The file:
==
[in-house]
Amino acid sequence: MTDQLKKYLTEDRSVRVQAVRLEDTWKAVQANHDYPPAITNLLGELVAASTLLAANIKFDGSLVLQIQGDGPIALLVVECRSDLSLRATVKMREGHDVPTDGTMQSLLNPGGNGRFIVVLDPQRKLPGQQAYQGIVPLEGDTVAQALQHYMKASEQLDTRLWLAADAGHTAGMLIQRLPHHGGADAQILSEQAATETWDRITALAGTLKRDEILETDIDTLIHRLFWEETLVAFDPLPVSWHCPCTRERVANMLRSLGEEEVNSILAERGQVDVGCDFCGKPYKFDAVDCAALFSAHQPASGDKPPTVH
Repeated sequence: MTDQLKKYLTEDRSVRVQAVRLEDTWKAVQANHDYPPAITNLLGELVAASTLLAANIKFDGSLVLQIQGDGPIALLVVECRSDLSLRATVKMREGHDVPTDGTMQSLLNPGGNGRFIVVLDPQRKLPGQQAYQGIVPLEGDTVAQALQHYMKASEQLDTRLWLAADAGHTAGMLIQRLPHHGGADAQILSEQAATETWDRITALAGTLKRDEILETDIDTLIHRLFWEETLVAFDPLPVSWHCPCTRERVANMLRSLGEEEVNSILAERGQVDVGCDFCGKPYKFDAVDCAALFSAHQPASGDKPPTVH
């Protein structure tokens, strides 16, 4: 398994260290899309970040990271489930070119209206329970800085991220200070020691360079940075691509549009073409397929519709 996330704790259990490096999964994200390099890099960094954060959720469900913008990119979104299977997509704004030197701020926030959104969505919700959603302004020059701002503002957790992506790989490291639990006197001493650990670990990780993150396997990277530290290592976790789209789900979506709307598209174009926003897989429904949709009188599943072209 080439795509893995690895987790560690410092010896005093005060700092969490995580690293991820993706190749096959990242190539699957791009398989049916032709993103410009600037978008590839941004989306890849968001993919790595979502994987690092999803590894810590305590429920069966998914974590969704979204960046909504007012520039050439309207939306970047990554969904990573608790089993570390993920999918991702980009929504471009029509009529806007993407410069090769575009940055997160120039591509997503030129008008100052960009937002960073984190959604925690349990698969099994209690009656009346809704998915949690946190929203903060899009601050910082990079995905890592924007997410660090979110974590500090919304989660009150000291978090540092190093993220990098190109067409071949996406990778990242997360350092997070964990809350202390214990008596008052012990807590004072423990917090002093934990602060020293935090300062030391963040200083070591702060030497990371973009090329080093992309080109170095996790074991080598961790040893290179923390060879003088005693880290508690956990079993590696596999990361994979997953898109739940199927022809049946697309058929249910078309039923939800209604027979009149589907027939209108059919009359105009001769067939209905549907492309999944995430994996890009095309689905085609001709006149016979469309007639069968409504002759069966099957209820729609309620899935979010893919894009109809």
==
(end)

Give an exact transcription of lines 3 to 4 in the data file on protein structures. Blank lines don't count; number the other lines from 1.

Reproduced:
Repeated sequence: MTDQLKKYLTEDRSVRVQAVRLEDTWKAVQANHDYPPAITNLLGELVAASTLLAANIKFDGSLVLQIQGDGPIALLVVECRSDLSLRATVKMREGHDVPTDGTMQSLLNPGGNGRFIVVLDPQRKLPGQQAYQGIVPLEGDTVAQALQHYMKASEQLDTRLWLAADAGHTAGMLIQRLPHHGGADAQILSEQAATETWDRITALAGTLKRDEILETDIDTLIHRLFWEETLVAFDPLPVSWHCPCTRERVANMLRSLGEEEVNSILAERGQVDVGCDFCGKPYKFDAVDCAALFSAHQPASGDKPPTVH
């Protein structure tokens, strides 16, 4: 398994260290899309970040990271489930070119209206329970800085991220200070020691360079940075691509549009073409397929519709 996330704790259990490096999964994200390099890099960094954060959720469900913008990119979104299977997509704004030197701020926030959104969505919700959603302004020059701002503002957790992506790989490291639990006197001493650990670990990780993150396997990277530290290592976790789209789900979506709307598209174009926003897989429904949709009188599943072209 080439795509893995690895987790560690410092010896005093005060700092969490995580690293991820993706190749096959990242190539699957791009398989049916032709993103410009600037978008590839941004989306890849968001993919790595979502994987690092999803590894810590305590429920069966998914974590969704979204960046909504007012520039050439309207939306970047990554969904990573608790089993570390993920999918991702980009929504471009029509009529806007993407410069090769575009940055997160120039591509997503030129008008100052960009937002960073984190959604925690349990698969099994209690009656009346809704998915949690946190929203903060899009601050910082990079995905890592924007997410660090979110974590500090919304989660009150000291978090540092190093993220990098190109067409071949996406990778990242997360350092997070964990809350202390214990008596008052012990807590004072423990917090002093934990602060020293935090300062030391963040200083070591702060030497990371973009090329080093992309080109170095996790074991080598961790040893290179923390060879003088005693880290508690956990079993590696596999990361994979997953898109739940199927022809049946697309058929249910078309039923939800209604027979009149589907027939209108059919009359105009001769067939209905549907492309999944995430994996890009095309689905085609001709006149016979469309007639069968409504002759069966099957209820729609309620899935979010893919894009109809």